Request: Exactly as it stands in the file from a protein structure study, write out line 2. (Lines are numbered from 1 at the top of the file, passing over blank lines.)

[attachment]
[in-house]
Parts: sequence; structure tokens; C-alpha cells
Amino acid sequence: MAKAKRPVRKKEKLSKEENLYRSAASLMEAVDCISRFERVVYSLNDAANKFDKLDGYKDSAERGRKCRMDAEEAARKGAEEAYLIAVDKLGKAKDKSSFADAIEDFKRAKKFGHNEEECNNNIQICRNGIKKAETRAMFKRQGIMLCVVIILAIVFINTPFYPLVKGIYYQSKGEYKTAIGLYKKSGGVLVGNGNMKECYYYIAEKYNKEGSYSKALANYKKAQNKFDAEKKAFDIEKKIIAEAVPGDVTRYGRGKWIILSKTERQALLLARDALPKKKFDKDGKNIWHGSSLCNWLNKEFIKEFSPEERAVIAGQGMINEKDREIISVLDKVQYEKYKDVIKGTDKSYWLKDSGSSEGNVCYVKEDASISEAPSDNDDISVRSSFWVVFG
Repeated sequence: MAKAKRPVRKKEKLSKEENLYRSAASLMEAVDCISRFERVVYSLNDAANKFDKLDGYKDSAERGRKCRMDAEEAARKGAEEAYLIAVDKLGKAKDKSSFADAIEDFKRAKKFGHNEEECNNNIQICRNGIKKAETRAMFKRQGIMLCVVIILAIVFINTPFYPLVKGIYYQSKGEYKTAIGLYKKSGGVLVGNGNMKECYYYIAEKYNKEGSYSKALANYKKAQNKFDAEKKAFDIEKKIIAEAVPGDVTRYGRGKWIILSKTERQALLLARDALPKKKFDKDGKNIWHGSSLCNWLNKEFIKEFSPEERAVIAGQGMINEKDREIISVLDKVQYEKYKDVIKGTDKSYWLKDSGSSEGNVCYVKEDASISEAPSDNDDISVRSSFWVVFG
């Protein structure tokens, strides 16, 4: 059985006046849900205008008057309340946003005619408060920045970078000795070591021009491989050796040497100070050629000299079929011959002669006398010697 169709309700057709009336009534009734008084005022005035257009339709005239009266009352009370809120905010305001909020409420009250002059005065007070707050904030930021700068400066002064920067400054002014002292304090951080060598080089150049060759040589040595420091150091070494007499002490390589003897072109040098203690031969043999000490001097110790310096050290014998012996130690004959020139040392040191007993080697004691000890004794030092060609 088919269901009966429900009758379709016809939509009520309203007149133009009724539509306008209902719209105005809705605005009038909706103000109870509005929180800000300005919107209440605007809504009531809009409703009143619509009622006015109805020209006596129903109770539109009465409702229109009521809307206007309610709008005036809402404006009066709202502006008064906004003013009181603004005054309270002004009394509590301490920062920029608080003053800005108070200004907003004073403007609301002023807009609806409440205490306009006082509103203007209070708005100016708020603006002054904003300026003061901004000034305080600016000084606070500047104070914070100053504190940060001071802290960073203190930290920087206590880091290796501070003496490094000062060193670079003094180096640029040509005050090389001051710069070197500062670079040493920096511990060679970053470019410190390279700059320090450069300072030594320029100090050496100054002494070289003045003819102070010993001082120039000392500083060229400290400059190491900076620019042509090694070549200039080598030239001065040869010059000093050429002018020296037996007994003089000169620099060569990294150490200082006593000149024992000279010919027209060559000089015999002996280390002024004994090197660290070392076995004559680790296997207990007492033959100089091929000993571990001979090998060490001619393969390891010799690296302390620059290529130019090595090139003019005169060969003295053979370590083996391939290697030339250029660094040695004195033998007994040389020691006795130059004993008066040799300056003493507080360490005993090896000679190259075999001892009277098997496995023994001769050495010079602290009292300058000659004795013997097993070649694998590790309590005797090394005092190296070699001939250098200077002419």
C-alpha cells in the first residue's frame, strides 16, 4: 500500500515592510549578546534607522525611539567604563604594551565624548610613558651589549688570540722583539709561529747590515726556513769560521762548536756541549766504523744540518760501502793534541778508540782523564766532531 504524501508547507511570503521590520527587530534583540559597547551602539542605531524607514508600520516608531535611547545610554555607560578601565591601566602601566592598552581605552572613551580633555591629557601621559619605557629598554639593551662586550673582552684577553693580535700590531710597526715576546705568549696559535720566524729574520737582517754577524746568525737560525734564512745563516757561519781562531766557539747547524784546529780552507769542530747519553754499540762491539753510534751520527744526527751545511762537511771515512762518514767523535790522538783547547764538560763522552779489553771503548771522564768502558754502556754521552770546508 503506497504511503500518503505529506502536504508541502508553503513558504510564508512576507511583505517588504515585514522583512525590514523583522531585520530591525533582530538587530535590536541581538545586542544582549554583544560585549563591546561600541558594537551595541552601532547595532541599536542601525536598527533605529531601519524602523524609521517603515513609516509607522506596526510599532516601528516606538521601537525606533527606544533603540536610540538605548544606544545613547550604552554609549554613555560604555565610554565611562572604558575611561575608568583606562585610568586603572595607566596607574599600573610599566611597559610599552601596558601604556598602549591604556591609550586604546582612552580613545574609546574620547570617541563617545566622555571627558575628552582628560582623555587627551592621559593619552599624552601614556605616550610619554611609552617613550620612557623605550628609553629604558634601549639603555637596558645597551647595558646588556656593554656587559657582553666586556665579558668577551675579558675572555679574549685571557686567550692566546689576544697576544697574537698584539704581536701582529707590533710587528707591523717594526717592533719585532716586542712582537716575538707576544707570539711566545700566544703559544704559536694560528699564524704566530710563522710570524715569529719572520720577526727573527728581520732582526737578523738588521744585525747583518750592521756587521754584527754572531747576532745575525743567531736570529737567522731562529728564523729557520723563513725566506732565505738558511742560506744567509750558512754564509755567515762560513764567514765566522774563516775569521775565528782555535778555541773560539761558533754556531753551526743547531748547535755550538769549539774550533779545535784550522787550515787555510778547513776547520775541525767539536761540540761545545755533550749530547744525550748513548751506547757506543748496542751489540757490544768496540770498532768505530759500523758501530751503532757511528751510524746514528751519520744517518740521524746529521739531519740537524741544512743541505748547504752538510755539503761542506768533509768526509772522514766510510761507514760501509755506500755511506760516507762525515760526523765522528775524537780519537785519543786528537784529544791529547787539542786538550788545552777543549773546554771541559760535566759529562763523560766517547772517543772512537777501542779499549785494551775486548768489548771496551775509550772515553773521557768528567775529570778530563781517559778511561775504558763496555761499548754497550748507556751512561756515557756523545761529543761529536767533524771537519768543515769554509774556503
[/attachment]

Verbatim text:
Parts: sequence; structure tokens; C-alpha cells